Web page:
West is facing new alliance of autocracies and theocracies


China’s ruling Communist Party has developed a new artificial intelligence tool that allows authorities to monitor party members’ loyalty to the regime, reports suggest. 

China’s Hefei Comprehensive National Science Center announced the development of an AI program “empowering party-building” that employs emotionally intelligent computing, among other methods, to measure subjects’ fealty and commitment to the CCP, adding that 43 party members were monitored as part of the study, according to Analytics Insight.

World politics has reached an ominous phase of polarization, notes analyst . The struggle between the US-led democracies and the Russo-Chinese-led autocracies primarily underpins this development. Yet there’s also another dangerous dimension to it: the emergence of close relations between the autocratic powers and such extremist theocratic forces as the Taliban in Afghanistan, he writes for the Australian Strategic Policy Institute.

Western acknowledgement of the reality of China’s military presence in Cambodia highlights the ease with which such facilities can be established in the absence of strong, democratically accountable institutions, adds Sam Rainsy.

Democracies are wary of an authoritarian regime like China diluting democratic norms and the rule of law, experts told a recent conference on Beijing’s global influence at William & Mary’s Global Research Institute

If the U.S. wants its democratic ideals to survive amid shifting power dynamics, it must take a definitive stance against autocracies as it once did, said Lithuanian Representative Zygimantas Pavilionis (right).

“Thirty-two years ago, we voted against the Soviet Union and for our independence, and we started the rebuilding of our nation,” Pavilionis said. “That wouldn’t be happening without American support. … When America is standing for democracy, everything goes right.”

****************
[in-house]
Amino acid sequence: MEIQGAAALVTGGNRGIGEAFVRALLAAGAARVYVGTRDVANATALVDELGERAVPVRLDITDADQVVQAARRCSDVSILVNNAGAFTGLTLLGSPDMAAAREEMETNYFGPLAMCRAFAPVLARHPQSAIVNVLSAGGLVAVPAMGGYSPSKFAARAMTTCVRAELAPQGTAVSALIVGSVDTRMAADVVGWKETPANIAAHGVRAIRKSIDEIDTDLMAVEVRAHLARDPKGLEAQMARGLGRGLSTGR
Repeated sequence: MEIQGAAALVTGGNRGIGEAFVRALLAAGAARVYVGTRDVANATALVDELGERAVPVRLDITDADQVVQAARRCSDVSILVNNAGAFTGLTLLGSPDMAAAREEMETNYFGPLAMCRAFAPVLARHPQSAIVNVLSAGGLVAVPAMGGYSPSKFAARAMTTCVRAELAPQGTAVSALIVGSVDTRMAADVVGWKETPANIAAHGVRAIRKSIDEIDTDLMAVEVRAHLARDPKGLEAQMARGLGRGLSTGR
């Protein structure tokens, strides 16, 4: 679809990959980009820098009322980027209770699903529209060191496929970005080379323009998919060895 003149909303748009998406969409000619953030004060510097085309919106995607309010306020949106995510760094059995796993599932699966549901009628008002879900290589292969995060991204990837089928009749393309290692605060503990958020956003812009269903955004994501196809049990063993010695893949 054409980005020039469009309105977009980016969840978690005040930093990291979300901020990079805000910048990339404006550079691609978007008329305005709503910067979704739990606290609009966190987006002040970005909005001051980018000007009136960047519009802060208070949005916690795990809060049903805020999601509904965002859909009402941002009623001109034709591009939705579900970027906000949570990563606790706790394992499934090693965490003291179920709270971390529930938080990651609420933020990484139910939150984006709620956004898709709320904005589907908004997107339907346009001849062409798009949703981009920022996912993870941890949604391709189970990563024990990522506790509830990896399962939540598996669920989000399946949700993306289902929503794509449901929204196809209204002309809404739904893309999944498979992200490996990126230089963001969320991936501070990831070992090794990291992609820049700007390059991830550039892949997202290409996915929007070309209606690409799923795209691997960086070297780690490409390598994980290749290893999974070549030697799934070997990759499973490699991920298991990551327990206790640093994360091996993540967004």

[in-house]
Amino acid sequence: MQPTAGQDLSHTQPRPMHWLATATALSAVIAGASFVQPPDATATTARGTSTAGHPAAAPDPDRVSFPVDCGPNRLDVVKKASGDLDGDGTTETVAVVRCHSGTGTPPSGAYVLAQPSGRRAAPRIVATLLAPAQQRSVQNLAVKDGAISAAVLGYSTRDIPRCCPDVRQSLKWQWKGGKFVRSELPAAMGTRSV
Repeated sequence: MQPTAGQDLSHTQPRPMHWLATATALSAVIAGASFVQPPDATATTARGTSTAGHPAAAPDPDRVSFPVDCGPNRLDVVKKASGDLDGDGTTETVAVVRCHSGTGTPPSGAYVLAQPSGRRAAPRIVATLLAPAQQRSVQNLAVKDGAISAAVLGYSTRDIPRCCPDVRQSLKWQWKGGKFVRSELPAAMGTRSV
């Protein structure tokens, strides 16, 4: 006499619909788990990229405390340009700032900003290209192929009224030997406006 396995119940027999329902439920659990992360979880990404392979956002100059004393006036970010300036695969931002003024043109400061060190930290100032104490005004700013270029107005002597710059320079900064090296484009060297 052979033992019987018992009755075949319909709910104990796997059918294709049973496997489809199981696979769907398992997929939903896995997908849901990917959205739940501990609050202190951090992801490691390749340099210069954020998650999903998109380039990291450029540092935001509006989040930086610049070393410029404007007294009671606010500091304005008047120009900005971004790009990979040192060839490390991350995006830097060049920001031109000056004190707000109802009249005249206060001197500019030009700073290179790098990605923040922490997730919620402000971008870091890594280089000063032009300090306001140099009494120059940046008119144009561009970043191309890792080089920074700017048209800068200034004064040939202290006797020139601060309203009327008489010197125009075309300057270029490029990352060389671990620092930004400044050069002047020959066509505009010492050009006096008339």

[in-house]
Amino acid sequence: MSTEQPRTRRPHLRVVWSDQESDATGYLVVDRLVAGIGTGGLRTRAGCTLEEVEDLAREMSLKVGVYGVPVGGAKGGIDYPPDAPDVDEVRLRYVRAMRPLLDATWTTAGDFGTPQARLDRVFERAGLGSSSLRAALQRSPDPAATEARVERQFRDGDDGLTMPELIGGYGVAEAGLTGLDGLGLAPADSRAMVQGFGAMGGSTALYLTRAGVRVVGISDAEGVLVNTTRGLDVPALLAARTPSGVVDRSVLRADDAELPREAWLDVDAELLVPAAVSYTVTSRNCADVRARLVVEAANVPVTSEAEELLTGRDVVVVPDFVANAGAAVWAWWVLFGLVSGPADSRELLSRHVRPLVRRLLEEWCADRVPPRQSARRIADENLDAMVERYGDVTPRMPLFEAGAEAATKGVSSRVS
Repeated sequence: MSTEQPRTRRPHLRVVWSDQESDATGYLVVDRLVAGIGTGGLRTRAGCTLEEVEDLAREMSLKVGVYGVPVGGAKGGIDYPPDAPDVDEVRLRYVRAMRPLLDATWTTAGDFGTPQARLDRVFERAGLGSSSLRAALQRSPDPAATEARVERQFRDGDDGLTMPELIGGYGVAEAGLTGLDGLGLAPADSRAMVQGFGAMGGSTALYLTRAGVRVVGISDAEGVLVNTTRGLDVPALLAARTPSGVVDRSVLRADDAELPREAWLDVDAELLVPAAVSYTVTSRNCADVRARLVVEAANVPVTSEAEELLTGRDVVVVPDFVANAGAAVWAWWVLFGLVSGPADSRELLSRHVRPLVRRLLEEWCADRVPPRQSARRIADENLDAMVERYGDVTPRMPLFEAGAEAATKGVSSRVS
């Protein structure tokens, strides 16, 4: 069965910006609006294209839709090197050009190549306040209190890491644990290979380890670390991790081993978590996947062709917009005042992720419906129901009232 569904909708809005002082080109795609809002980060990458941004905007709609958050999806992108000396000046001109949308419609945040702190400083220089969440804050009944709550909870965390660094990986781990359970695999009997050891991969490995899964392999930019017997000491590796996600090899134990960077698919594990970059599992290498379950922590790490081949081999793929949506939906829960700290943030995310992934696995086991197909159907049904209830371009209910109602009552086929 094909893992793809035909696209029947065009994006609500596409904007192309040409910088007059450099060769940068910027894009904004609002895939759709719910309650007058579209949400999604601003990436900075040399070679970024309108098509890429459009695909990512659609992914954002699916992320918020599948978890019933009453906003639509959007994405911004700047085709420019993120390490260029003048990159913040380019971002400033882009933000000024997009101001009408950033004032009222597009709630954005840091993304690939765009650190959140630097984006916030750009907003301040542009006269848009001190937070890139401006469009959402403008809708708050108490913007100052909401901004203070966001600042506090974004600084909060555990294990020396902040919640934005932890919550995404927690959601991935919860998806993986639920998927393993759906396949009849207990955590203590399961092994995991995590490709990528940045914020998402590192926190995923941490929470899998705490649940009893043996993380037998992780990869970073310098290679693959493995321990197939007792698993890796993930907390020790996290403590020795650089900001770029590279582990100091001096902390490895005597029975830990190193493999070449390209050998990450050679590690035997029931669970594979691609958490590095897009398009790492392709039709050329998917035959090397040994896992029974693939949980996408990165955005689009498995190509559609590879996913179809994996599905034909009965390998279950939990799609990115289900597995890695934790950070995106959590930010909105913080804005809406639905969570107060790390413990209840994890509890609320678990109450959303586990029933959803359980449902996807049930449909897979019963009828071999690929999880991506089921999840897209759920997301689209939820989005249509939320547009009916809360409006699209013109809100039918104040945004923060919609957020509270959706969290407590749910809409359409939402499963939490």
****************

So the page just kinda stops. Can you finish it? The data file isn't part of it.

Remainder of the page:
But inconsistent U.S. action followed the dissolution of the Soviet Union, Pavilionis added. “If you start appeasing autocracies, like Russia and China, they grow big,” he said.

The U.S. exhibited complacency and self-satisfaction after the Cold War, said Ambassador Derek Mitchell, president of the National Democratic Institute, a core institute of the National Endowment for Democracy (NED). 

“The Russians didn’t think the Cold War ended, and Putin … thinks it’s still continuing. China looks at the Cold War and learns lessons and decides ‘We have to avoid what America did to the Soviet Union,'” he said. ” [The U.S.] tends to have this sort of complacency that wars end, and we have a dividend from them ending instead of continuing to fight and to think about what’s over the horizon and what we face.”

U.S. inconsistency gives competitors a chance to exert influence, Mitchell added. “If you aren’t out there shaping a world or environment that works for our values and interests and norms, others will come in and see that opportunity and take advantage of it.”

China is implementing a multifaceted pressure campaign against Taiwan aimed at undermining the confidence of the people of Taiwan in their democratically elected government and weakening their will to resist integration with China, notes the Alliance for Securing Democracy (above). Beijing’s toolkit includes military and economic coercion, cyber operations, and disinformation campaigns, says ASD’s Laura Thornton. 

Join #NDI, #IRI and #IREX for a happy hour and a chat with Beth Kerley of the National Endowment for Democracy​ on the International Forum for Democratic Studies​’ new report The Global Struggle Over AI Surveillance: Emerging Trends and Democratic Responses, which features cross-regional perspectives from Steven Feldstein, Eduardo Ferreyra, and Danilo Krivokapic. Wed Jul 13 2022 at 05:30 pm to 07:30 pm. The Admiral, Washington, DC. RSVP


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